While I’m working on the T-44, another blast from the past… I present you ICM’s Panzerbeobachtungswagen Panther.
OK, try to say this word three times. Panzerbeobachtungswagen
(If you manage it, something worse than Beetlejuice will come.)
The vehicle itself is not a “real” tank: it does not have a main gun. The thing you see sticking out of the turret is a dummy gun; it’s there to make sure it “blends in” with the other tanks, so that the enemy cannot single it out. Why is it important to hide what this tank is? Well, it’s an artillery observation vehicle. In itself it’s not dangerous; however, in place of the gun it carries a lot of extra radios, and the turret is equipped with special optics and a range-finder – this tank poses danger by acting as the eyes of the artillery. (I’ve read somewhere that even the turret was fixed in place. Somewhat dubious, since the optics would require the turret to be turned occasionally, but perhaps true.)
I’ve built this kit straight out of the box; unfortunately I did not document the building process. Back in those days (about 8 years ago) model kits from Eastern Europe had a reputation. Sub-par plastic quality, lots of flash, fit issues, low detail… in general, poor models. Well, this kit put all those things to lie. It was an incredibly well designed model. It could use some PE -especially the screens protecting the engine deck- but otherwise it’s a great kit.
I’ve chosen a Dunkelgelb camo, as was depicted on the box, and experimented with pre-shading, oil washes, pigments and filters. (This was my first model where I used filters, by the way.)
Surfacer 1000 base coat followed by some pre-shading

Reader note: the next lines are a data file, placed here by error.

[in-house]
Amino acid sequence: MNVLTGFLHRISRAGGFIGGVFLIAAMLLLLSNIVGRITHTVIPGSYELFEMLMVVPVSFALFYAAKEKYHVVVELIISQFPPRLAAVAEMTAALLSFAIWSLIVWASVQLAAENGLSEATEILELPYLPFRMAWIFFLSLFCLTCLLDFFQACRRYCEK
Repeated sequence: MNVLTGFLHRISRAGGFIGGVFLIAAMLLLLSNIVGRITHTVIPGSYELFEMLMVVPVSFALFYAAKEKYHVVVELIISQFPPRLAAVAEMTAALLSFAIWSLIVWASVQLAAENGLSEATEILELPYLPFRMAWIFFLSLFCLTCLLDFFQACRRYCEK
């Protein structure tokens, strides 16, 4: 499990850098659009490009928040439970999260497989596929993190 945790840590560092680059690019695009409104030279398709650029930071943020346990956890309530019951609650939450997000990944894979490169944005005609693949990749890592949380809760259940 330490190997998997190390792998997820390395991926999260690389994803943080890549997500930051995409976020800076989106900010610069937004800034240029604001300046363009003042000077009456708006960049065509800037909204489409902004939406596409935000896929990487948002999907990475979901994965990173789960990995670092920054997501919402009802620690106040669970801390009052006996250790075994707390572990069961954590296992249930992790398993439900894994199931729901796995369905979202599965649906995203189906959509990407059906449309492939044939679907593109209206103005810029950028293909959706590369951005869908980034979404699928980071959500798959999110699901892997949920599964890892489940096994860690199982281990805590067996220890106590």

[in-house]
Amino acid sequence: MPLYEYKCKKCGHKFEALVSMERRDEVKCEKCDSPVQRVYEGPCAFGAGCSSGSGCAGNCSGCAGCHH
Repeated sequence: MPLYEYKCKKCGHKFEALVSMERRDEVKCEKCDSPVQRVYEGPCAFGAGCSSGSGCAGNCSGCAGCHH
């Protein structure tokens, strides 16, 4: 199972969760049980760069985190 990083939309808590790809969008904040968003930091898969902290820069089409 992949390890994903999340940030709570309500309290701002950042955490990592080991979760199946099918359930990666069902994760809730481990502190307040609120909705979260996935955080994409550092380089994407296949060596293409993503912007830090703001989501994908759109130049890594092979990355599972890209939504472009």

Lots of wheels. Lots and lots of them.
The base-coat of Dunkelgelb is on. It’s slightly greenish, but that’s how it’s supposed to be, apparently. I used Tamiya’s paint lightened with some Buff.
Added dirt using chalk powders. (Cheaper than pigments.)
A very thin mixture of burned umber was spread on the surface with a downward streaking motion with a flat brush. It acted as a filter, and as a very subtle wash as well, since it got into the crevices and nooks.
Some earth colored pigment mixed with white spirit was added directly onto the lower points of the chassis and mudguards, and a slightly wet (with white spirit) brush was used to spread it upwards.
In a similar fashion I’ve treated the top edges of the tank – to make darker stains running down. I’ve used more black than brown in the oil paint mixture.
Dot-method of filters was used as well using brown colors.
The bloody antenna broke more times than I care to remember.
Using a sponge I’ve dabbed some dark-brown/black oil mixture directly onto the tank to simulate paint chips. I’ve concentrated around the edges and hatches.